Trust no one!
The better but difficult answer to the italicized question is that there’s really no way around the necessity of evaluating claims with a critical eye, no matter where they appear. Peer review is no panacea. Fine, one says, what’s so hard about that? People who don’t routinely interact with non-scientists in an academic setting vastly overestimate, in my experience, the sophistication that the general consumer of media (articles, videos, etc.) brings to the information they’re presented with. Issues of noise, uncertainty, p-hacking, model fitting, etc., are high level concepts compared to basic features of quantitative thinking and logical inference that many people struggle with. Having spent time helping college students understand how many kilograms 100 grams is — admittedly, an atypical example, but a real one — it doesn’t surprise me that conveying deeper concepts takes a lot of time and effort. It’s doable, and it’s worthwhile, but it’s not simple. How, then, does it scale to asking that the general public critically evaluate everything they’re exposed to, essentially on their own? This, I think, is the challenge we need to address.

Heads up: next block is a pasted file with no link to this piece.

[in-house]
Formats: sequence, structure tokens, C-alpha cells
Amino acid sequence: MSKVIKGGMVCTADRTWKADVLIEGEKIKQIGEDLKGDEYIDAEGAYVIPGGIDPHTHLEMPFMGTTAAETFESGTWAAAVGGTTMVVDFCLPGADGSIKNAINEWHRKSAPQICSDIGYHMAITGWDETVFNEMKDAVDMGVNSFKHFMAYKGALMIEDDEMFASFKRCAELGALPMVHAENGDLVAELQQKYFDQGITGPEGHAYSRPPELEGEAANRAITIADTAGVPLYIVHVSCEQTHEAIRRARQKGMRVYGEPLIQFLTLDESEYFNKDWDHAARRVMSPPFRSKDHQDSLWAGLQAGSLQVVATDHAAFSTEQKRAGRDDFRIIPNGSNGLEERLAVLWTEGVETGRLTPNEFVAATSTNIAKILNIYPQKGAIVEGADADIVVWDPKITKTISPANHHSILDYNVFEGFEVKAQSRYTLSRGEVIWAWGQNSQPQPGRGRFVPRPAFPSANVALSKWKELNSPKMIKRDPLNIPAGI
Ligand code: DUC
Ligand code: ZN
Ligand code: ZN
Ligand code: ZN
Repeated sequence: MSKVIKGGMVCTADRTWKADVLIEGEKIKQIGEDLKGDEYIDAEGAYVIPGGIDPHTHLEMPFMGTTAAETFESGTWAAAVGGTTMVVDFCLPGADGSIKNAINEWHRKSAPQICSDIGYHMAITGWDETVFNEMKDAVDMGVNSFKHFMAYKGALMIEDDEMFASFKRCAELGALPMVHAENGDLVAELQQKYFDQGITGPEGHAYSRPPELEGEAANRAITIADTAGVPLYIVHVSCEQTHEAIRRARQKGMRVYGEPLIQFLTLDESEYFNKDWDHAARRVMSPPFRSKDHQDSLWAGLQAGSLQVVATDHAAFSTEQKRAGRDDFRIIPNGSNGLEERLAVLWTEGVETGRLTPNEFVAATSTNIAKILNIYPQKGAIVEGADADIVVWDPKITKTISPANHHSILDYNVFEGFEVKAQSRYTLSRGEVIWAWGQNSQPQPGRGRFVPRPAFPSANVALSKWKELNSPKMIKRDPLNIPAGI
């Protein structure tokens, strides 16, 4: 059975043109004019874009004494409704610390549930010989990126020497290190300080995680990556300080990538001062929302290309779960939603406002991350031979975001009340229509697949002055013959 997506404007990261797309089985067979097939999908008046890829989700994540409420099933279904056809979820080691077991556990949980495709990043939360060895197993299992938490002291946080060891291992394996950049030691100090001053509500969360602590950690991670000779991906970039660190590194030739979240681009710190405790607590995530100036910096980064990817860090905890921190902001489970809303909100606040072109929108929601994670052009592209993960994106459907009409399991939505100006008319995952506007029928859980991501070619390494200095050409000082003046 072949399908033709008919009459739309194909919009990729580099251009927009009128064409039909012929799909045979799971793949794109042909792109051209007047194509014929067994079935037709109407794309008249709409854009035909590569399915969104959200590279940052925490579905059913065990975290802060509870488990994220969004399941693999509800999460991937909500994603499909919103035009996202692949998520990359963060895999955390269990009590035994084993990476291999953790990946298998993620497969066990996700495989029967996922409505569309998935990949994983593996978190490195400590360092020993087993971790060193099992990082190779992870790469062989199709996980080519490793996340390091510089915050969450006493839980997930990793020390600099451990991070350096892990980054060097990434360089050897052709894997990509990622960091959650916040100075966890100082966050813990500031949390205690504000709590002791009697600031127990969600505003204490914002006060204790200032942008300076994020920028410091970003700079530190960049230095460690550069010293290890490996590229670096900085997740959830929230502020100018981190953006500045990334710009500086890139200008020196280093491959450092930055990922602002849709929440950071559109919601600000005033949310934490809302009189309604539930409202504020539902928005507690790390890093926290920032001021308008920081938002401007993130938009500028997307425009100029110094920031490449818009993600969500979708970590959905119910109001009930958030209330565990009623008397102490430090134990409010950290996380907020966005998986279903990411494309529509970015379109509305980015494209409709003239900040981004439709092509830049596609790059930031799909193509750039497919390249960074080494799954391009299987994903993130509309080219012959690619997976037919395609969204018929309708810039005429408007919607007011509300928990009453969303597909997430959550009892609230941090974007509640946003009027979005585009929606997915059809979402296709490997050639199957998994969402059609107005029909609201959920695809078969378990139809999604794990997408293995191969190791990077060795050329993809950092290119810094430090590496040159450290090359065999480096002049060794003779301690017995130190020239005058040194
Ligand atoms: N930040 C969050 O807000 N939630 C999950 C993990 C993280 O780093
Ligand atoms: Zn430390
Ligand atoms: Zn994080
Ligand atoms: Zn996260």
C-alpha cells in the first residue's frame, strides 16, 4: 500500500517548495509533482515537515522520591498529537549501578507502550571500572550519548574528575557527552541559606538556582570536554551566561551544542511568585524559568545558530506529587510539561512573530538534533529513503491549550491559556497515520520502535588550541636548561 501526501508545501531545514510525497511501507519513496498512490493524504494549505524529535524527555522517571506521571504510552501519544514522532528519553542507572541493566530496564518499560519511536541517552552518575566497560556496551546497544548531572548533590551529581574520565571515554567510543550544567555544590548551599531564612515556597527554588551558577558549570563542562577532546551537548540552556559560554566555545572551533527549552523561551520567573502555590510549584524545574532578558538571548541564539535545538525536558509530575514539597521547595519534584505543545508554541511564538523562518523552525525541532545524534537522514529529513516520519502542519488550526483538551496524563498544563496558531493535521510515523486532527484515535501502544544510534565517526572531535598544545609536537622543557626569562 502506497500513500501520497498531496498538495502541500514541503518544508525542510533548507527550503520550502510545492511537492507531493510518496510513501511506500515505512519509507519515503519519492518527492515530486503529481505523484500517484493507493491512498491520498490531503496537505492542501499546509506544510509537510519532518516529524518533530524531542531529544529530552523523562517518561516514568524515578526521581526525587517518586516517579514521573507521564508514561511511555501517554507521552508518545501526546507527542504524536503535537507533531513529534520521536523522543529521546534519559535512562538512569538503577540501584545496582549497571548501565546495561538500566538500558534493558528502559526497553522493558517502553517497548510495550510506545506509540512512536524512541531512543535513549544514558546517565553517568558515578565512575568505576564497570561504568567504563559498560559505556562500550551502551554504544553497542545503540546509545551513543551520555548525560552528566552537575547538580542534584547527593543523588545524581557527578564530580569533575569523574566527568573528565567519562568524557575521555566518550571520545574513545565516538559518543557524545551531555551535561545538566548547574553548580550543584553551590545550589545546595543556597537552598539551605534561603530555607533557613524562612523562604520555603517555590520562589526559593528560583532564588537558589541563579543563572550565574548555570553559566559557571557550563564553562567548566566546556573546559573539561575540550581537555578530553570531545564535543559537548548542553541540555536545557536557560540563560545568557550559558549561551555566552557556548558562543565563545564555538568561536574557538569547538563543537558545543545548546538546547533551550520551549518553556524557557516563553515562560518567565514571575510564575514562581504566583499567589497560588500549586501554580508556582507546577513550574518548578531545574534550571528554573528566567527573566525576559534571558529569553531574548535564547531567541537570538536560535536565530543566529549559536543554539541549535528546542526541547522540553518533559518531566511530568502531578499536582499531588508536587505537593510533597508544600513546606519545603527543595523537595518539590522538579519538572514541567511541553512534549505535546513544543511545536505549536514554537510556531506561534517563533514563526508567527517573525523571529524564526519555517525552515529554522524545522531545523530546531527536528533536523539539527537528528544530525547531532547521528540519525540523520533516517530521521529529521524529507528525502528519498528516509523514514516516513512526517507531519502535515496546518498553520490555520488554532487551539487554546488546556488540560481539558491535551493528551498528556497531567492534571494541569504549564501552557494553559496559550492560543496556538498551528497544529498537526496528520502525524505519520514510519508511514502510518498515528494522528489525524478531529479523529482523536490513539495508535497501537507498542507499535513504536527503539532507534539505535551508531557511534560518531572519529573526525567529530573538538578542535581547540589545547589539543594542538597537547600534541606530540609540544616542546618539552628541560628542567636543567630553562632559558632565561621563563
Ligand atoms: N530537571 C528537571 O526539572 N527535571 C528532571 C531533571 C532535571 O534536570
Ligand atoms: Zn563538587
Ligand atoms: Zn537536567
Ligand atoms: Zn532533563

Scientific publishing: a lost opportunity?
Of course, one can respond that the public isn’t on their own — sources of reliability will emerge via popular consensus, elite “status,” or other magic. I am skeptical. And even if so, it seems tragic that by allowing the state of scientific publishing to decline to the extent that there are compelling reasons to abandon peer review altogether, the scientific community may be giving up the chance to provide a useful service to the general public. Put differently: if we really did do peer review well, it would benefit more than just scientists.
I painted this from a photograph, “Fruit of the beech tree,” in the beautiful book Trees up close (text by Nancy Ross Hugo, photos by Robert Llewellyn). Echoing the theme of a previous post, I found this randomly in our Art and Architecture library, where it was lying on the floor of an aisle.